A church building or church house simply called a church, is a building used for Christian religious activities for Christian worship services. The term is used by Christians to refer to the physical buildings where they worship, but it is sometimes used to refer to buildings of other religions. In traditional Christian architecture, the church is arranged in the shape of a Christian cross; when viewed from plan view the longest part of a cross is represented by the aisle and the junction of the cross is located at the altar area. Towers or domes are added with the intention of directing the eye of the viewer towards the heavens and inspiring visitors. Modern church buildings have a variety of architectural layouts; the earliest identified Christian church building was a house church founded between 233 and 256. From the 11th through the 14th centuries, a wave of building of cathedrals and smaller parish churches were erected across Western Europe. A cathedral is a church building Roman Catholic, Eastern Orthodox, or Oriental Orthodox, housing a cathedra, the formal name for the seat or throne of a presiding bishop.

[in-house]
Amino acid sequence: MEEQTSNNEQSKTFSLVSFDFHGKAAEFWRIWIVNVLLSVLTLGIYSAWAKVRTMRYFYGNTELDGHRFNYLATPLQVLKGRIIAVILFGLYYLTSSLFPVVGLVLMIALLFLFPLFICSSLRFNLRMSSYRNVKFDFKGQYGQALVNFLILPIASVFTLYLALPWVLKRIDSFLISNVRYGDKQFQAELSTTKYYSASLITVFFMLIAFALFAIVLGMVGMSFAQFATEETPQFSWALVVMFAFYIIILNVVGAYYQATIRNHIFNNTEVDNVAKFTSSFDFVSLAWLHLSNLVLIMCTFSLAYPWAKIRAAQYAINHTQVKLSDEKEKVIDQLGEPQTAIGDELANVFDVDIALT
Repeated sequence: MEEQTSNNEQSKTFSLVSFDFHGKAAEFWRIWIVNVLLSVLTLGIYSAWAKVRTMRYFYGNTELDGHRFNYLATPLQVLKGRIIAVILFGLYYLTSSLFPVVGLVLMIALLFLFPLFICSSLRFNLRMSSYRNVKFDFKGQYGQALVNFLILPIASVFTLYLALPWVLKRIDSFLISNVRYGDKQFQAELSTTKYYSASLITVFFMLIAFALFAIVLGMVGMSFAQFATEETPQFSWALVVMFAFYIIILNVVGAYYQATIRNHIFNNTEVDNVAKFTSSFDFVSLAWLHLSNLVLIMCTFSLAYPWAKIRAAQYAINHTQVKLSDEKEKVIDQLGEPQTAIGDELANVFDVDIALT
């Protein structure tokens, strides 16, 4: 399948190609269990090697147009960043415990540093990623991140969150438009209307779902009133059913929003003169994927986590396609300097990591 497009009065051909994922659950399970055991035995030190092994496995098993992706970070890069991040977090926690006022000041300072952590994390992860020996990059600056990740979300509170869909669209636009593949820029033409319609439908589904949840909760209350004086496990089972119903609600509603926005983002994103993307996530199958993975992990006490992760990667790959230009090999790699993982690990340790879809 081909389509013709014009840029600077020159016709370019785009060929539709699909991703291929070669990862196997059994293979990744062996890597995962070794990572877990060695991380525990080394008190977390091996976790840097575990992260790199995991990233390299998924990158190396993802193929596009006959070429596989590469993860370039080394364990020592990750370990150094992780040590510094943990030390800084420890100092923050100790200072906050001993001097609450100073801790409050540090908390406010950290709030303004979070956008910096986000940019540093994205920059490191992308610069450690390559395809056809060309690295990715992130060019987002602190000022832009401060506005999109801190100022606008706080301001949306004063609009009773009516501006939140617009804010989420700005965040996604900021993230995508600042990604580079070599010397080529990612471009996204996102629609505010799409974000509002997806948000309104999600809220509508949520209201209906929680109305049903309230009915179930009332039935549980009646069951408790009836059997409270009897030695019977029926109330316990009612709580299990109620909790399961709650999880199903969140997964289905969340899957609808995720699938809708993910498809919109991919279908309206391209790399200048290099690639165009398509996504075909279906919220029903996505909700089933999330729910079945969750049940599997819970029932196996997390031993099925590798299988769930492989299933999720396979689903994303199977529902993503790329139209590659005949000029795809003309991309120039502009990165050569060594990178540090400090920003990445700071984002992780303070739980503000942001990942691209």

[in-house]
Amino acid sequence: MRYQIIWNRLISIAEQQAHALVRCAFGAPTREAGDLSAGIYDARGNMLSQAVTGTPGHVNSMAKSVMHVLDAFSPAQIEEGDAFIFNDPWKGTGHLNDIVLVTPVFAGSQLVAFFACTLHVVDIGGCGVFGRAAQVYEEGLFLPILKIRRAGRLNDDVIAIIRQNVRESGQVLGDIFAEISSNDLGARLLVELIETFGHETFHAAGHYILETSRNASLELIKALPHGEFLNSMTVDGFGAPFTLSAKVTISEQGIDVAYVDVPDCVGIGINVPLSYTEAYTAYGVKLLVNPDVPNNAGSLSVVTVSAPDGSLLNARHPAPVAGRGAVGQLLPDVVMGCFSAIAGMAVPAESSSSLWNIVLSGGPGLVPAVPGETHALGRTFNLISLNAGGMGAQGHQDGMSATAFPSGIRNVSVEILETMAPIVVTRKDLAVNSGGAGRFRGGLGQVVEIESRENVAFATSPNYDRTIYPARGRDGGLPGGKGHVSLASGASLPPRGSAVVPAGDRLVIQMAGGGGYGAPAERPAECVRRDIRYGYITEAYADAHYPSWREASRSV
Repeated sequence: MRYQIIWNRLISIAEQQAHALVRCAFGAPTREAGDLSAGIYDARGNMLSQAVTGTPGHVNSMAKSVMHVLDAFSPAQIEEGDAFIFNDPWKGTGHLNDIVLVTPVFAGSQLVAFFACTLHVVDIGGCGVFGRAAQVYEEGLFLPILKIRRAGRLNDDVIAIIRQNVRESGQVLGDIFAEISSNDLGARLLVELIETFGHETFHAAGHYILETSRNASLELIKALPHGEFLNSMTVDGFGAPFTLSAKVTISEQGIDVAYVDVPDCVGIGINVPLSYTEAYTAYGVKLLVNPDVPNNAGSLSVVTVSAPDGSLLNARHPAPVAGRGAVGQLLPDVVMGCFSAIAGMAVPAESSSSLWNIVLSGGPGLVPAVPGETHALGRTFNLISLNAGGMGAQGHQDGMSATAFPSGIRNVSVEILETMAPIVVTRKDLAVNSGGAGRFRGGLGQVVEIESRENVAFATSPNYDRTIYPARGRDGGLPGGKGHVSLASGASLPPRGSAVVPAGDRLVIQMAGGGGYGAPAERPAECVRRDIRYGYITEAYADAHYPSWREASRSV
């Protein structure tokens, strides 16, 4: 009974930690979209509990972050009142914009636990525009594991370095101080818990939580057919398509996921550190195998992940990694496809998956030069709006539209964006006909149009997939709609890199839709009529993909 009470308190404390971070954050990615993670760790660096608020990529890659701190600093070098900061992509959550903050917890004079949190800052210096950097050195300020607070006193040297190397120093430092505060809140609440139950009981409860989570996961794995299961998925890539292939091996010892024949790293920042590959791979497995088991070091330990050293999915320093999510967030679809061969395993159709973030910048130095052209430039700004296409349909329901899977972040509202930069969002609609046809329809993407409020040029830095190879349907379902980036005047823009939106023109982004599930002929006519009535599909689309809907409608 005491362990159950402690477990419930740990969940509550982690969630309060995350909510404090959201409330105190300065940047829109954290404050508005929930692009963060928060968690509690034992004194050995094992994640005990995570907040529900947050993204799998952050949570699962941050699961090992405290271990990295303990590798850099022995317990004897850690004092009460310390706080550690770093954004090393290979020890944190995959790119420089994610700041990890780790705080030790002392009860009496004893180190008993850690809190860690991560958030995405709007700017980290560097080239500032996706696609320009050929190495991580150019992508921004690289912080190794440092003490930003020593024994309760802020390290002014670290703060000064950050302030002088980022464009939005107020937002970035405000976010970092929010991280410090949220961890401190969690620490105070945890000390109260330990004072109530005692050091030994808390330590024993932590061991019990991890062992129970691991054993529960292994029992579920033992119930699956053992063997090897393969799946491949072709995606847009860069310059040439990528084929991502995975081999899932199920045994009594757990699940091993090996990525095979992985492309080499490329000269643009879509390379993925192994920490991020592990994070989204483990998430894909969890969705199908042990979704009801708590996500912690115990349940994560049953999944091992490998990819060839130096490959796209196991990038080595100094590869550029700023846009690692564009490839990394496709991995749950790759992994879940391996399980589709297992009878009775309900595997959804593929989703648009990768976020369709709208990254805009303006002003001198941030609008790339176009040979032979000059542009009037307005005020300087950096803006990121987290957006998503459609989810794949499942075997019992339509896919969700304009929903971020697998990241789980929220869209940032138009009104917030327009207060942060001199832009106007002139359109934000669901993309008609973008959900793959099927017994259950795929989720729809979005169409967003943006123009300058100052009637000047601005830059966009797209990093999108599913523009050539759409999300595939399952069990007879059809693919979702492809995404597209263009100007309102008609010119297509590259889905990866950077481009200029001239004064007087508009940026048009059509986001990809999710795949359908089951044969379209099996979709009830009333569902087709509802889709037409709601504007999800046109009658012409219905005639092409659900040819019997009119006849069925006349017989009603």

In Greek, the adjective kyriak-ós/-ē/-ón means "belonging, or pertaining, to a Kyrios", the usage was adopted by early Christians of the Eastern Mediterranean with regard to anything pertaining to the Lord Jesus Christ: hence "Kyriakós oíkos", "Kyriakē", or "Kyriakē proseukhē". In standard Greek usage, the older word "ecclesia" was retained to signify both a specific edifice of Christian worship, the overall community of the faithful; this usage was retained in Latin and the languages derived from Latin, as well as in the Celtic languages and in Turkish. In the Germanic and some Slavic languages, the word kyriak-ós/-ē/-ón was adopted instead and derivatives formed thereof. In Old English the sequence of derivation started as "cirice" Middle English "churche", "church" in its current pronunciation. German Kirche, Scots kirk, Russian церковь, etc. are all derived. According to the New Testament, the earliest Christians did not build church buildings. Instead, they synagogues; the earliest archeologically identified Christian church is a house church, the Dura-Europos church, founded between 233 and 256.